5. Hognose Viper (Rhino viper) (Porthidium nasutum). Like the Eyelash viper, this snake also gets its name from a distinct feature, but in this case, it’s an upturned snout reminiscent of noses found on pigs, boars and hogs. Unlike Corals, coloration is less vivid but nonetheless distinctive enough to spot with its dark body and cream-colored strip. Short (no more than 18-inches in length) but mighty, this viper incapacitates prey by injecting a hemotoxic venom that is strong enough to kill.
6. Jumping Viper (Atropoides nummifer). Like the Hognose viper, the scales on this snake’s body are earthy and dark, featuring blotches of dark brown, grey and black throughout the body, but never on the head. They feed on frogs, rodents and lizards at night and early morning, but by the time they hide under forest floor debris, they are truly camouflaged. If you encounter one you could fall victim to a strong hemotoxic venom requiring immediate medical attention. Where did the name come from? We have no clue. They don’t jump, but you likely will if you run into one.
7. Mexican Moccasin (Cantil) (Agkistrodon bilineatus bilineatus). Proclaimed a species with a “reputation for having a nasty disposition and being extremely dangerous” by Wikipedia contributors, this shy snake’s thick, dark body is studded with thin white banding. The more distinct the banding on these snakes, the younger the snake. They are rarely are longer than 24-inches. Mexican Moccasins coil up and vibrate their tails when threatened. A bite delivers a fast-acting hemotoxic venom that incapacitates victims fairly quickly so consider yourself forewarned.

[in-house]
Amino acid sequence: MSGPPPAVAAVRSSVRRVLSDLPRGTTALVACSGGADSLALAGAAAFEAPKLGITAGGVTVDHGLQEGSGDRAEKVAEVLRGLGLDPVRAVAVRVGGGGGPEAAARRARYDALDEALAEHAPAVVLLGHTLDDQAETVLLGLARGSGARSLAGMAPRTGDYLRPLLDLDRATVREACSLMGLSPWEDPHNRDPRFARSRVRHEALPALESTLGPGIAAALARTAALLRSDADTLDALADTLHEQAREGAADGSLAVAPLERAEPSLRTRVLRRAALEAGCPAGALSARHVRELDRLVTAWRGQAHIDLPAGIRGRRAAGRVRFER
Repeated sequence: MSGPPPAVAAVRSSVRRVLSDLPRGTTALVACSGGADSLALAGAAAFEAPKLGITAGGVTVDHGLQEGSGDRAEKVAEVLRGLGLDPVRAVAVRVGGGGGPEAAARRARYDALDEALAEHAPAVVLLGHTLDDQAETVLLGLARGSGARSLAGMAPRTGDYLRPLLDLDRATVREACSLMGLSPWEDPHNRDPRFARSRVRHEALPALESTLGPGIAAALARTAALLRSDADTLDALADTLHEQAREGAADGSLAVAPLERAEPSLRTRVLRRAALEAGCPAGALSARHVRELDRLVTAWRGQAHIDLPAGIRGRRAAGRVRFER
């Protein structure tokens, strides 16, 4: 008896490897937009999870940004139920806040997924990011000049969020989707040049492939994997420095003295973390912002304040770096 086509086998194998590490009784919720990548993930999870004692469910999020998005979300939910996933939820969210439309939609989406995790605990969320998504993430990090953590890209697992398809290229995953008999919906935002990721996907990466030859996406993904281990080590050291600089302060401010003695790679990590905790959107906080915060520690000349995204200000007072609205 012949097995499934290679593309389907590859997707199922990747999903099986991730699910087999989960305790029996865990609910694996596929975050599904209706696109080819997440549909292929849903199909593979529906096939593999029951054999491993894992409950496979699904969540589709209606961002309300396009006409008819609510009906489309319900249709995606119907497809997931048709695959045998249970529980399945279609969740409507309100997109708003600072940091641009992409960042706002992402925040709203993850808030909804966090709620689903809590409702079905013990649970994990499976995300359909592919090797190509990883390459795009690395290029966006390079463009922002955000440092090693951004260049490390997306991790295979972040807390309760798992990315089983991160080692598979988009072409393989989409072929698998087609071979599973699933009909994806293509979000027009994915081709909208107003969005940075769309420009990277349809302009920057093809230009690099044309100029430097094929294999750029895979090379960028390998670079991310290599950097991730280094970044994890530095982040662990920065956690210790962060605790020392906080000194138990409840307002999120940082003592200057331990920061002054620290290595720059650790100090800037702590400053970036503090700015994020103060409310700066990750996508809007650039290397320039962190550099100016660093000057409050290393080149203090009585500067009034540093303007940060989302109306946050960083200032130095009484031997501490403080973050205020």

8. Neotropical rattlesnake (Crotalus durissus terrificus). This species has the distinct advantage of being the only rattlesnake indigenous to Belize. Found most often in swamps and marshes, their attack can be fatal as a result of disbursing a powerful neurotoxin venom that causes respiratory failure fairly quickly if there is no medical intervention. Be especially careful if you find yourself in marshy, swampy areas.
Please be cautious
Since Belize’s pristine topography offers sanctuary to all sorts of benign and dangerous snakes, the best advice you can take is to avoid all creepy crawlers so you don’t fall victim to their venomous toxins. Familiarize yourself with guidelines that tell you what to do and how to behave if you are bitten. This simple Centers for Disease Control guide can help.
As an additional note, Forbes Magazine published an insightful article about snake behavior written by an expert on the subject. Scientists discovered a significant increase in rattlesnake and pit viper snakebites at the end of rainy seasons. Keep that in mind when you visit and don’t forget to bring heavy shoes, long pants and socks so your forest and jungle wildlife encounters are beautiful rather than scary.
Photo credit: Wikipedia